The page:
1. [1]William Wan et al., “Experts and Trump’s advisers doubt White House’s 240,000 coronavirus deaths estimate,” Washington Post, April 2, 2020, https://www.washingtonpost.com/health/2020/04/02/experts-trumps-advisers-doubt-white-houses-240000-coronavirus-deaths-estimate/
  2. [2]Philip Bump, “Decoding the graphs that may have saved millions of American lives,” Washington Post, April 1, 2020, https://www.washingtonpost.com/politics/2020/04/01/decoding-graphs-that-may-have-saved-millions-american-lives/
  3. [3]Teghan Simonton, “Pittsburgh professors see flaws in coronavirus modeling, predict more grim outlook,” Tribune-Review, April 3, 2020, https://triblive.com/local/pittsburgh-allegheny/pittsburgh-professors-see-flaws-in-coronavirus-modeling-predict-more-grim-outlook/
  4. [4]Joe Pinsker, “The Four Possible Timelines for Life Returning to Normal,” Atlantic, March 30, 2020, https://www.theatlantic.com/family/archive/2020/03/coronavirus-social-distancing-over-back-to-normal/608752/
  5. [5]Joe Pinsker, “The Four Possible Timelines for Life Returning to Normal,” Atlantic, March 30, 2020, https://www.theatlantic.com/family/archive/2020/03/coronavirus-social-distancing-over-back-to-normal/608752/
  6. [6]David Benfell, “When ‘good’ news might not be so good,” Not Housebroken, April 4, 2020, https://disunitedstates.org/2020/04/02/when-good-news-might-not-be-so-good/; Joe Pinsker, “The Four Possible Timelines for Life Returning to Normal,” Atlantic, March 30, 2020, https://www.theatlantic.com/family/archive/2020/03/coronavirus-social-distancing-over-back-to-normal/608752/; Teghan Simonton, “Pittsburgh professors see flaws in coronavirus modeling, predict more grim outlook,” Tribune-Review, April 3, 2020, https://triblive.com/local/pittsburgh-allegheny/pittsburgh-professors-see-flaws-in-coronavirus-modeling-predict-more-grim-outlook/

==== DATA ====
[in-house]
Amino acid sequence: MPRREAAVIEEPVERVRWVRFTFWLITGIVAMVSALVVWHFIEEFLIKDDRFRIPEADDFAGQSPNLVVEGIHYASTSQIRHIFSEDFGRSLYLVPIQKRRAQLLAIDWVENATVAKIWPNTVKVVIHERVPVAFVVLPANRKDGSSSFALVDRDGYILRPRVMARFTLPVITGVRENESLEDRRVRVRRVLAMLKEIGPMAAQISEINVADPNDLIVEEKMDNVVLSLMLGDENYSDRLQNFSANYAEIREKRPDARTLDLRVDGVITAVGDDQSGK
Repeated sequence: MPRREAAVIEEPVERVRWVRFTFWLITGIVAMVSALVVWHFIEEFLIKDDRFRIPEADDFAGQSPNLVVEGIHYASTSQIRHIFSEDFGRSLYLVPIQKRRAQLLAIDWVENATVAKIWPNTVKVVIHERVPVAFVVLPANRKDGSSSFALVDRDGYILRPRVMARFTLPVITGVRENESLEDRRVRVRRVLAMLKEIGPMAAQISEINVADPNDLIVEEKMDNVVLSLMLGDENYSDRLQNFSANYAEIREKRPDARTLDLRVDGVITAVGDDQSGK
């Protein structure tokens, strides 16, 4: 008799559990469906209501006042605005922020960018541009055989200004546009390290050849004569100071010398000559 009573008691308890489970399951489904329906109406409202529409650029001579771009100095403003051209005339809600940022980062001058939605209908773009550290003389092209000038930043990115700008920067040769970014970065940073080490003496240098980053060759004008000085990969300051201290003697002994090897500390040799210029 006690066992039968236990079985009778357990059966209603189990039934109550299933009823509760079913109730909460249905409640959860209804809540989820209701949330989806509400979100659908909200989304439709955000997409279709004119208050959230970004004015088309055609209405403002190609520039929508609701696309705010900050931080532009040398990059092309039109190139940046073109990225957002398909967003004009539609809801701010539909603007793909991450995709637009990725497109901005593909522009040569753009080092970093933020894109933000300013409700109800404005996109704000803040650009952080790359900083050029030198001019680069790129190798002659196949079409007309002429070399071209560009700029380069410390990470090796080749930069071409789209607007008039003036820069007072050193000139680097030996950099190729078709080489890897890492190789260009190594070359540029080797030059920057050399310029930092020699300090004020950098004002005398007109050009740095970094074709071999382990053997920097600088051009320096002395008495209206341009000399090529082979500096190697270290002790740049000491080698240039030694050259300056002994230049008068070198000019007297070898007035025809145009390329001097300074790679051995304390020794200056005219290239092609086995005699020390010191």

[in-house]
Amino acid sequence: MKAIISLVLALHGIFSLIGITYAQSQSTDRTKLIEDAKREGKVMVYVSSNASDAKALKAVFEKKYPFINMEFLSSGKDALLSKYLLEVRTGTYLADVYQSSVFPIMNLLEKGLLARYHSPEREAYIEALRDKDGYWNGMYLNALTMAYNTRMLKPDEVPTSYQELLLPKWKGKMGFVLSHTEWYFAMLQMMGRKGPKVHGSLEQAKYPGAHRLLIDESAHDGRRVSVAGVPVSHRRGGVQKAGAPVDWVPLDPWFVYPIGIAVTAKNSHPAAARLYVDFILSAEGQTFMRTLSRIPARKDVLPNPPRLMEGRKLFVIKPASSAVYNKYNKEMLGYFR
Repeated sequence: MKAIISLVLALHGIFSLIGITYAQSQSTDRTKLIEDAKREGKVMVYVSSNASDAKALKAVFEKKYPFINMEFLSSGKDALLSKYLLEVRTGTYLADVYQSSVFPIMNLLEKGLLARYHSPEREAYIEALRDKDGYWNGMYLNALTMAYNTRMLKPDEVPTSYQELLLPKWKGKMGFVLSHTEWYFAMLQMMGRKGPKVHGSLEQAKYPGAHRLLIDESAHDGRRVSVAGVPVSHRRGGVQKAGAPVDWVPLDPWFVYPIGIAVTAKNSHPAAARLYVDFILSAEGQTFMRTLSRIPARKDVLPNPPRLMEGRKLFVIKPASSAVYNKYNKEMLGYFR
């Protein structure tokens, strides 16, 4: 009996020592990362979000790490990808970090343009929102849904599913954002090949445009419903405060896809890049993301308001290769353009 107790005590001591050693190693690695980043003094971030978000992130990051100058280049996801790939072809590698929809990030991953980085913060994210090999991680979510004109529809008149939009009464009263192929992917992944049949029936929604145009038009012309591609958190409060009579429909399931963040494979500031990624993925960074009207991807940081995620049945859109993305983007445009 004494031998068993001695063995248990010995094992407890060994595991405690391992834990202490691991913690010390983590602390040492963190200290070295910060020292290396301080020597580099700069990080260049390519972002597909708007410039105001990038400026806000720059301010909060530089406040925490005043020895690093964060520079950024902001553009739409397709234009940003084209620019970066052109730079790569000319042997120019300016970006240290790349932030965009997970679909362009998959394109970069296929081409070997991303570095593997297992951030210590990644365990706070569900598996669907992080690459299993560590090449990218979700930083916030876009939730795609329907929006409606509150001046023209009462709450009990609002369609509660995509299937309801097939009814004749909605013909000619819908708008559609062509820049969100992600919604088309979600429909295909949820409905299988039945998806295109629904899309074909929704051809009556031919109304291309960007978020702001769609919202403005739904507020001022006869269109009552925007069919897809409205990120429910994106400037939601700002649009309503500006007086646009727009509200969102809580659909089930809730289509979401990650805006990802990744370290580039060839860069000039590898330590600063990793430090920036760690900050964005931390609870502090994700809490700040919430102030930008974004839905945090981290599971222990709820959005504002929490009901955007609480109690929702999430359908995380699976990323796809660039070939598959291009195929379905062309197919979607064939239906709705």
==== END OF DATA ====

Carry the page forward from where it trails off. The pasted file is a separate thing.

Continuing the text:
7. [7]Emma Brown, Beth Reinhard, and Aaron C. Davis, “Coronavirus death toll: Americans are almost certainly dying of covid-19 but being left out of the official count,” Washington Post, April 5, 2020, https://www.washingtonpost.com/investigations/coronavirus-death-toll-americans-are-almost-certainly-dying-of-covid-19-but-being-left-out-of-the-official-count/2020/04/05/71d67982-747e-11ea-87da-77a8136c1a6d_story.html
  8. [8]Philip Bump, “Decoding the graphs that may have saved millions of American lives,” Washington Post, April 1, 2020, https://www.washingtonpost.com/politics/2020/04/01/decoding-graphs-that-may-have-saved-millions-american-lives/
  9. [9]Emma Brown, Beth Reinhard, and Aaron C. Davis, “Coronavirus death toll: Americans are almost certainly dying of covid-19 but being left out of the official count,” Washington Post, April 5, 2020, https://www.washingtonpost.com/investigations/coronavirus-death-toll-americans-are-almost-certainly-dying-of-covid-19-but-being-left-out-of-the-official-count/2020/04/05/71d67982-747e-11ea-87da-77a8136c1a6d_story.html
  10. [10]Carolyn Y. Johnson, “Testing coronavirus survivors’ blood could help reopen U.S.,” Washington Post, March 31, 2020, https://www.washingtonpost.com/health/2020/03/31/coronavirus-serology-blood-tests/; Derek Thompson, “All the Coronavirus Statistics Are Flawed,” Atlantic, March 26, 2020, https://www.theatlantic.com/ideas/archive/2020/03/fog-pandemic/608764/
  11. [11]Christopher Weaver, “Questions About Accuracy of Coronavirus Tests Sow Worry,” Wall Street Journal, April 2, 2020, https://www.wsj.com/articles/questions-about-accuracy-of-coronavirus-tests-sow-worry-11585836001
  12. [12]Christopher Weaver, “Questions About Accuracy of Coronavirus Tests Sow Worry,” Wall Street Journal, April 2, 2020, https://www.wsj.com/articles/questions-about-accuracy-of-coronavirus-tests-sow-worry-11585836001